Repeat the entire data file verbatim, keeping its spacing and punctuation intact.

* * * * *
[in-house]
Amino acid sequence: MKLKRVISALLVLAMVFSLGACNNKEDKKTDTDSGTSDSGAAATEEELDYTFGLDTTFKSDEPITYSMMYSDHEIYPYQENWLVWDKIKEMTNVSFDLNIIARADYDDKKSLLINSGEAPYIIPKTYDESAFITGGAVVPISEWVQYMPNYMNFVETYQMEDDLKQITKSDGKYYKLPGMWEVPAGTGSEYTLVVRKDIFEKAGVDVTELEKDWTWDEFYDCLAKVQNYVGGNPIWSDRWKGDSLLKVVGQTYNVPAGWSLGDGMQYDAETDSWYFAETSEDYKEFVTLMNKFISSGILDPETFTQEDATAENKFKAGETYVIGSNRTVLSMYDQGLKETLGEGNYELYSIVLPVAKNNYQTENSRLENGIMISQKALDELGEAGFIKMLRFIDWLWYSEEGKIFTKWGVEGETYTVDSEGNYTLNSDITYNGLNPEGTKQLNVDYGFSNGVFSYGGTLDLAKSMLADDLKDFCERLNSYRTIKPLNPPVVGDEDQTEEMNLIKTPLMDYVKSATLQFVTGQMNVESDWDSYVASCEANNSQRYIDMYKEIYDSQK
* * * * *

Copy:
[in-house]
Amino acid sequence: MKLKRVISALLVLAMVFSLGACNNKEDKKTDTDSGTSDSGAAATEEELDYTFGLDTTFKSDEPITYSMMYSDHEIYPYQENWLVWDKIKEMTNVSFDLNIIARADYDDKKSLLINSGEAPYIIPKTYDESAFITGGAVVPISEWVQYMPNYMNFVETYQMEDDLKQITKSDGKYYKLPGMWEVPAGTGSEYTLVVRKDIFEKAGVDVTELEKDWTWDEFYDCLAKVQNYVGGNPIWSDRWKGDSLLKVVGQTYNVPAGWSLGDGMQYDAETDSWYFAETSEDYKEFVTLMNKFISSGILDPETFTQEDATAENKFKAGETYVIGSNRTVLSMYDQGLKETLGEGNYELYSIVLPVAKNNYQTENSRLENGIMISQKALDELGEAGFIKMLRFIDWLWYSEEGKIFTKWGVEGETYTVDSEGNYTLNSDITYNGLNPEGTKQLNVDYGFSNGVFSYGGTLDLAKSMLADDLKDFCERLNSYRTIKPLNPPVVGDEDQTEEMNLIKTPLMDYVKSATLQFVTGQMNVESDWDSYVASCEANNSQRYIDMYKEIYDSQK